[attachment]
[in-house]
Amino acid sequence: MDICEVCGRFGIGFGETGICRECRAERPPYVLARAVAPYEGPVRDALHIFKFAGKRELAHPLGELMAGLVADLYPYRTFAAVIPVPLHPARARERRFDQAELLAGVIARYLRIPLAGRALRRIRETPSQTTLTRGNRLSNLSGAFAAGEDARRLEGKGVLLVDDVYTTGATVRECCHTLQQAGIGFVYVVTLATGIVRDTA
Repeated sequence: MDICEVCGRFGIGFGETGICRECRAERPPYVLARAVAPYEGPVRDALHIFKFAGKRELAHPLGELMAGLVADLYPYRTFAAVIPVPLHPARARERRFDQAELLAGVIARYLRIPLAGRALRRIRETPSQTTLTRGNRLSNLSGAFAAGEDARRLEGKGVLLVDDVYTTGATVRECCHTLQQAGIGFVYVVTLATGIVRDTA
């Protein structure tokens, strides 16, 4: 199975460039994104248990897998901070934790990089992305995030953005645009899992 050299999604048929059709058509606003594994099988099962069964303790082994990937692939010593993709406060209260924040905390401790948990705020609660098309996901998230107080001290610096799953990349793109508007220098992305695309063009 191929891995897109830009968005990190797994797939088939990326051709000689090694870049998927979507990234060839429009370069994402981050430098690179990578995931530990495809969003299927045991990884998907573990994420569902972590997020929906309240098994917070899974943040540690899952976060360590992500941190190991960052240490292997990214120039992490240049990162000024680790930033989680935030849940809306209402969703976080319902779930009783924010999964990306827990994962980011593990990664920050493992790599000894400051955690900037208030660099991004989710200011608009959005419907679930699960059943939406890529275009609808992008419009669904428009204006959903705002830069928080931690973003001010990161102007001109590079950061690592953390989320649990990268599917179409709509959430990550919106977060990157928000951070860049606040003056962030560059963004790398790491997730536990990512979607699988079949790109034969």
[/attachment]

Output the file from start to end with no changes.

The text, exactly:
[in-house]
Amino acid sequence: MDICEVCGRFGIGFGETGICRECRAERPPYVLARAVAPYEGPVRDALHIFKFAGKRELAHPLGELMAGLVADLYPYRTFAAVIPVPLHPARARERRFDQAELLAGVIARYLRIPLAGRALRRIRETPSQTTLTRGNRLSNLSGAFAAGEDARRLEGKGVLLVDDVYTTGATVRECCHTLQQAGIGFVYVVTLATGIVRDTA
Repeated sequence: MDICEVCGRFGIGFGETGICRECRAERPPYVLARAVAPYEGPVRDALHIFKFAGKRELAHPLGELMAGLVADLYPYRTFAAVIPVPLHPARARERRFDQAELLAGVIARYLRIPLAGRALRRIRETPSQTTLTRGNRLSNLSGAFAAGEDARRLEGKGVLLVDDVYTTGATVRECCHTLQQAGIGFVYVVTLATGIVRDTA
């Protein structure tokens, strides 16, 4: 199975460039994104248990897998901070934790990089992305995030953005645009899992 050299999604048929059709058509606003594994099988099962069964303790082994990937692939010593993709406060209260924040905390401790948990705020609660098309996901998230107080001290610096799953990349793109508007220098992305695309063009 191929891995897109830009968005990190797994797939088939990326051709000689090694870049998927979507990234060839429009370069994402981050430098690179990578995931530990495809969003299927045991990884998907573990994420569902972590997020929906309240098994917070899974943040540690899952976060360590992500941190190991960052240490292997990214120039992490240049990162000024680790930033989680935030849940809306209402969703976080319902779930009783924010999964990306827990994962980011593990990664920050493992790599000894400051955690900037208030660099991004989710200011608009959005419907679930699960059943939406890529275009609808992008419009669904428009204006959903705002830069928080931690973003001010990161102007001109590079950061690592953390989320649990990268599917179409709509959430990550919106977060990157928000951070860049606040003056962030560059963004790398790491997730536990990512979607699988079949790109034969």